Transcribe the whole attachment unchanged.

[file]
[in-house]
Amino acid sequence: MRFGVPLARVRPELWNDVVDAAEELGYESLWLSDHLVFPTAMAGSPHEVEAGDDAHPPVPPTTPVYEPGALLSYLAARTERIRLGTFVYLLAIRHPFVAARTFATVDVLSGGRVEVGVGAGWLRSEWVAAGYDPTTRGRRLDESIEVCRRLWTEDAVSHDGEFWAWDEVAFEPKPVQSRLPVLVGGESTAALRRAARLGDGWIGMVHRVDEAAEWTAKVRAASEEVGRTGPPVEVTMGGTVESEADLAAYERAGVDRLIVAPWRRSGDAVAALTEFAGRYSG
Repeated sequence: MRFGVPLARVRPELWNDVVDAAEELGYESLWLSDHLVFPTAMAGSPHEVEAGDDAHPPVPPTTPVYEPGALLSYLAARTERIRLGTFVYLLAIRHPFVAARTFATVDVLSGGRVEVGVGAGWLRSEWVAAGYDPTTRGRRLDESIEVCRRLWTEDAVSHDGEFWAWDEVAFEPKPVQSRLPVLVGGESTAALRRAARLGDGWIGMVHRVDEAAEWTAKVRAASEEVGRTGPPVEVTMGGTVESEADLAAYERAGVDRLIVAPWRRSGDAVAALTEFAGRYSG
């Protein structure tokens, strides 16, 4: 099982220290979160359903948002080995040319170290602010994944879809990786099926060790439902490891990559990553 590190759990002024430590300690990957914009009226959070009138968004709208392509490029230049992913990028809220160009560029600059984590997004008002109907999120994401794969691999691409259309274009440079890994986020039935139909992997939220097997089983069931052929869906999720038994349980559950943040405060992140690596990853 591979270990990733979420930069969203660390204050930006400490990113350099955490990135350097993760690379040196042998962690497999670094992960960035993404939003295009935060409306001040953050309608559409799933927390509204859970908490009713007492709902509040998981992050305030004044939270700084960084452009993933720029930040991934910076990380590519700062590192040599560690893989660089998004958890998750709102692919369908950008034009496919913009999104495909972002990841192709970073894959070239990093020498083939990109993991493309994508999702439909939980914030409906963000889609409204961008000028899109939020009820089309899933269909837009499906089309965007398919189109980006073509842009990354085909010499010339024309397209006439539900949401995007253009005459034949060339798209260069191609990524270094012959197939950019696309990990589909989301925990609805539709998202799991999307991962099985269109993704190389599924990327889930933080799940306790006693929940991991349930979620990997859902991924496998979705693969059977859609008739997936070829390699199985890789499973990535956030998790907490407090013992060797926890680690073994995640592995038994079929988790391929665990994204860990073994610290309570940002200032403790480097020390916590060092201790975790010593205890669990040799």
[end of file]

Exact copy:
[in-house]
Amino acid sequence: MRFGVPLARVRPELWNDVVDAAEELGYESLWLSDHLVFPTAMAGSPHEVEAGDDAHPPVPPTTPVYEPGALLSYLAARTERIRLGTFVYLLAIRHPFVAARTFATVDVLSGGRVEVGVGAGWLRSEWVAAGYDPTTRGRRLDESIEVCRRLWTEDAVSHDGEFWAWDEVAFEPKPVQSRLPVLVGGESTAALRRAARLGDGWIGMVHRVDEAAEWTAKVRAASEEVGRTGPPVEVTMGGTVESEADLAAYERAGVDRLIVAPWRRSGDAVAALTEFAGRYSG
Repeated sequence: MRFGVPLARVRPELWNDVVDAAEELGYESLWLSDHLVFPTAMAGSPHEVEAGDDAHPPVPPTTPVYEPGALLSYLAARTERIRLGTFVYLLAIRHPFVAARTFATVDVLSGGRVEVGVGAGWLRSEWVAAGYDPTTRGRRLDESIEVCRRLWTEDAVSHDGEFWAWDEVAFEPKPVQSRLPVLVGGESTAALRRAARLGDGWIGMVHRVDEAAEWTAKVRAASEEVGRTGPPVEVTMGGTVESEADLAAYERAGVDRLIVAPWRRSGDAVAALTEFAGRYSG
């Protein structure tokens, strides 16, 4: 099982220290979160359903948002080995040319170290602010994944879809990786099926060790439902490891990559990553 590190759990002024430590300690990957914009009226959070009138968004709208392509490029230049992913990028809220160009560029600059984590997004008002109907999120994401794969691999691409259309274009440079890994986020039935139909992997939220097997089983069931052929869906999720038994349980559950943040405060992140690596990853 591979270990990733979420930069969203660390204050930006400490990113350099955490990135350097993760690379040196042998962690497999670094992960960035993404939003295009935060409306001040953050309608559409799933927390509204859970908490009713007492709902509040998981992050305030004044939270700084960084452009993933720029930040991934910076990380590519700062590192040599560690893989660089998004958890998750709102692919369908950008034009496919913009999104495909972002990841192709970073894959070239990093020498083939990109993991493309994508999702439909939980914030409906963000889609409204961008000028899109939020009820089309899933269909837009499906089309965007398919189109980006073509842009990354085909010499010339024309397209006439539900949401995007253009005459034949060339798209260069191609990524270094012959197939950019696309990990589909989301925990609805539709998202799991999307991962099985269109993704190389599924990327889930933080799940306790006693929940991991349930979620990997859902991924496998979705693969059977859609008739997936070829390699199985890789499973990535956030998790907490407090013992060797926890680690073994995640592995038994079929988790391929665990994204860990073994610290309570940002200032403790480097020390916590060092201790975790010593205890669990040799």